Now I just have to remind myself this is not an IRV propagandist forum…


#7

Is Score so much better than Approval in the long run? I think both systems converge to electing moderates; Score offers slightly more precision, but it could also backfire with people not scoring correctly. Ultimately, I think both systems are on equal footing, so I’m curious whether Score has any advantages over Approval.


#8

Score is unbiased in the limit of large number of possible score and honest voters. Approval is always biased to moderates.


#9

How is Score not equally biased to moderates? It still requires voters to support moderates somehow to get the most out of their vote.


#10

The question is “biased relative to what”. When people talk about polarizing or moderate biased they are referring to the utility maximizing choice. Score for honest voters is a direct measure of utility and the average would find the optimal candidate. The granularity of score causes a rounding effect. With an infinite number of scores to choose from you could perfectly express your preference (in theory). As the number of options is reduced to 10 there is a bias introduced due to the rounding/quantization. With 10 options it is generally assumed that there is not significant loss in ability to express preference. When you go to score with only two options (ie Approval) it should be clear that the effect is significant. So maybe it is technically better to say score is insignificantly biased to moderates but approval is significantly biased to moderates.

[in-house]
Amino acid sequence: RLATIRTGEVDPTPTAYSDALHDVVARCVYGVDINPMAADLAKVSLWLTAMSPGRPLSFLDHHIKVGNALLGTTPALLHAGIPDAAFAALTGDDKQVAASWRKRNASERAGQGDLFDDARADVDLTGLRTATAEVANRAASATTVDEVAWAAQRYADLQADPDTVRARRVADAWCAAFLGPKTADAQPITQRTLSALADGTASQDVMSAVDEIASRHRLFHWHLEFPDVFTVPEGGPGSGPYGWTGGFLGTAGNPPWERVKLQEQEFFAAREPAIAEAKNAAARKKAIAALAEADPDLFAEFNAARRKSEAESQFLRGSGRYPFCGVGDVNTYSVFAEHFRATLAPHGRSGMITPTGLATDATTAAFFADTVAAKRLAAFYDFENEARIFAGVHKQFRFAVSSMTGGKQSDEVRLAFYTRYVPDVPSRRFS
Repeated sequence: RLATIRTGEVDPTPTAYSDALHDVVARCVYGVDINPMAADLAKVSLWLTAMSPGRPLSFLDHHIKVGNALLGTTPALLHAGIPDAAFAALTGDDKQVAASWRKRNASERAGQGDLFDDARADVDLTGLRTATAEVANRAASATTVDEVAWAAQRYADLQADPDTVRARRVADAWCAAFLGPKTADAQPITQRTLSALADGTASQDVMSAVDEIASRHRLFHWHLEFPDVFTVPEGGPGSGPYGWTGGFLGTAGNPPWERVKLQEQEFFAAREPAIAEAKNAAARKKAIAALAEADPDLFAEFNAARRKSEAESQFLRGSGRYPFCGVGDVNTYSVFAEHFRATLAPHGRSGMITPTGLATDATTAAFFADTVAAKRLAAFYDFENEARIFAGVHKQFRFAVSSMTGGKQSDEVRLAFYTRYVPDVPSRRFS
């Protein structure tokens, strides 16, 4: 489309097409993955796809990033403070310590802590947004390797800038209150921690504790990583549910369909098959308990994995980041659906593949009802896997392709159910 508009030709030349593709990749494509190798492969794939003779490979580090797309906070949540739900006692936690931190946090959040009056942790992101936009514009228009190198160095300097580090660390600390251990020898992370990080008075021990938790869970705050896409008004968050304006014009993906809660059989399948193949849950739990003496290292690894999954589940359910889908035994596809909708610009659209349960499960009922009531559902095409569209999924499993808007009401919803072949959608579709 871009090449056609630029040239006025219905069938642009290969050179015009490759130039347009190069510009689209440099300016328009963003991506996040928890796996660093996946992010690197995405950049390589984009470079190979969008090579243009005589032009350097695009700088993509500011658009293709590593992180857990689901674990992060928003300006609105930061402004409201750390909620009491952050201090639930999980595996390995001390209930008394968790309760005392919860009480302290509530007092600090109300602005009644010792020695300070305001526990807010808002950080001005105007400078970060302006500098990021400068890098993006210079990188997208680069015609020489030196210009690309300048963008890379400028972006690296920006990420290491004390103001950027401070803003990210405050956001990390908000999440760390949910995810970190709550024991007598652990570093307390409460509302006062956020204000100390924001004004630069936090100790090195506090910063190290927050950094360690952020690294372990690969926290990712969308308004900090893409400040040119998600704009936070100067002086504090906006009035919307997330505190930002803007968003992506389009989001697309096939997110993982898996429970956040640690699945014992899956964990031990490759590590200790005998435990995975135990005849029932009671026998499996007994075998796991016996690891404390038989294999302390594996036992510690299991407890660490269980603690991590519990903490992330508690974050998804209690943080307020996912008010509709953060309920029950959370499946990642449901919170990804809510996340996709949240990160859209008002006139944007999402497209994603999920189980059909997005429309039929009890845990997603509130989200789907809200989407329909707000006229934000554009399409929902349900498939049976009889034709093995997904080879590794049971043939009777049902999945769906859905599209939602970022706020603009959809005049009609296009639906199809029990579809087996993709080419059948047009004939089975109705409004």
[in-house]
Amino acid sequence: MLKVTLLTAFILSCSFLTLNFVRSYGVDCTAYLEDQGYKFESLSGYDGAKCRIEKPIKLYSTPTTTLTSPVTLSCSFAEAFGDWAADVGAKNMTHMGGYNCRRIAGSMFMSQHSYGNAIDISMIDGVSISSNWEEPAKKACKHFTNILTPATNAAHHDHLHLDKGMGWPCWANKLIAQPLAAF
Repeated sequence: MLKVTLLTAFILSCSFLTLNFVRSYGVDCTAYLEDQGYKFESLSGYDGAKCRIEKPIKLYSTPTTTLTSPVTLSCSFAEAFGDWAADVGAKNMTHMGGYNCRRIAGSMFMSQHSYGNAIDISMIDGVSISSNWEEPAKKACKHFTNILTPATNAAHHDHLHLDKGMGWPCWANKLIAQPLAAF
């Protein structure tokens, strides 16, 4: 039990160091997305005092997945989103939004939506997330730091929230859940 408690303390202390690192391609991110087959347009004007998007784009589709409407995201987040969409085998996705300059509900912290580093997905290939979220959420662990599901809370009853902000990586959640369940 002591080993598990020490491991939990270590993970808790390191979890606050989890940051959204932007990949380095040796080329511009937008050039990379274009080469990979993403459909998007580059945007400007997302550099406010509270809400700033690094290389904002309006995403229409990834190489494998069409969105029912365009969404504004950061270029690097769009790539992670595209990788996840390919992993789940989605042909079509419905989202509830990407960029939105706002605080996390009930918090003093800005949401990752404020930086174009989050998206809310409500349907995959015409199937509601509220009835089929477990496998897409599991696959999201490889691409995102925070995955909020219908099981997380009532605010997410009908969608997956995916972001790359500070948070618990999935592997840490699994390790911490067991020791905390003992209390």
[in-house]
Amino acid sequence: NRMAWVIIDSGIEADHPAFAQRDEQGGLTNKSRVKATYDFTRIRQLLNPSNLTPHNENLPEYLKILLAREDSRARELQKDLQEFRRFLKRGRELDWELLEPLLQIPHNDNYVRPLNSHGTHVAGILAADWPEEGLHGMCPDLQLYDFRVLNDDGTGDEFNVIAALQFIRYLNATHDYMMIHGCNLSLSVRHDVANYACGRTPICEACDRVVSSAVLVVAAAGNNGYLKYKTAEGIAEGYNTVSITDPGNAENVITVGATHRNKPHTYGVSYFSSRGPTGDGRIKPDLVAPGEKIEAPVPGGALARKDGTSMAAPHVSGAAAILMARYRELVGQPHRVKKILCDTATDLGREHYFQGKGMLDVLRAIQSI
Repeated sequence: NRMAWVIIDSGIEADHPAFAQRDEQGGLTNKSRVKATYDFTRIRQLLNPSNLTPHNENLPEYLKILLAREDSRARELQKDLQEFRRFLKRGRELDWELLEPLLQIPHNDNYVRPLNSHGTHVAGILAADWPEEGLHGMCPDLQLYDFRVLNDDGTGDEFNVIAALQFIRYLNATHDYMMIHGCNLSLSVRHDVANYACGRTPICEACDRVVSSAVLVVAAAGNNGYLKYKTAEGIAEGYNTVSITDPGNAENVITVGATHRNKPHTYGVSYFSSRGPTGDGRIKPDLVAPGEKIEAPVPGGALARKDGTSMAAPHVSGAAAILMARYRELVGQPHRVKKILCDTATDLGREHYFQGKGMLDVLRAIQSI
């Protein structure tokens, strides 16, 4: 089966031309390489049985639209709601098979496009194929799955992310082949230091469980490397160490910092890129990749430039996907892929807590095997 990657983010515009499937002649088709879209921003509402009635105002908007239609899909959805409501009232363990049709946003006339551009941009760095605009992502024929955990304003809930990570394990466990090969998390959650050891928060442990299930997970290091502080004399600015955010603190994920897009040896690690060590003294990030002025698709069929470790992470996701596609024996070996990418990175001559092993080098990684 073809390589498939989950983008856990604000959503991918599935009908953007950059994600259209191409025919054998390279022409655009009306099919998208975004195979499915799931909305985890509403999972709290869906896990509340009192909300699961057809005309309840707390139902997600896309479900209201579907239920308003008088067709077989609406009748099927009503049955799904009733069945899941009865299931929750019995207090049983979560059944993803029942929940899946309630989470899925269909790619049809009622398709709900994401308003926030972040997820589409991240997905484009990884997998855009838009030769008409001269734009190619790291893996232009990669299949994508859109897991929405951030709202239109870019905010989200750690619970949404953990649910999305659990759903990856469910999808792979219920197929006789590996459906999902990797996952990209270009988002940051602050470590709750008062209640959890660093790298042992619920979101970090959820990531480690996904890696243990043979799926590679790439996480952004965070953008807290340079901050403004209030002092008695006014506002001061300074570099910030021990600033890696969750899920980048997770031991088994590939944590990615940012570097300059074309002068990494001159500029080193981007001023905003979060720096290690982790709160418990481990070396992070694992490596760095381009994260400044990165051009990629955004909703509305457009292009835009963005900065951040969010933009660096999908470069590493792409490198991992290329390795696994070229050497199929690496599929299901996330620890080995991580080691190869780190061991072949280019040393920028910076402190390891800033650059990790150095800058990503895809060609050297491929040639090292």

#11

Your last sentence doesn’t make sense? Maybe you meant score is less biased to moderates than Approval? Under any amount of strategic voting and candidates leaving the race, I think both Score and Approval start electing almost the exact same kind of candidates over time. They would tend towards one moderate, rather than two extremists.


#12

Edited. Yea that was a typo.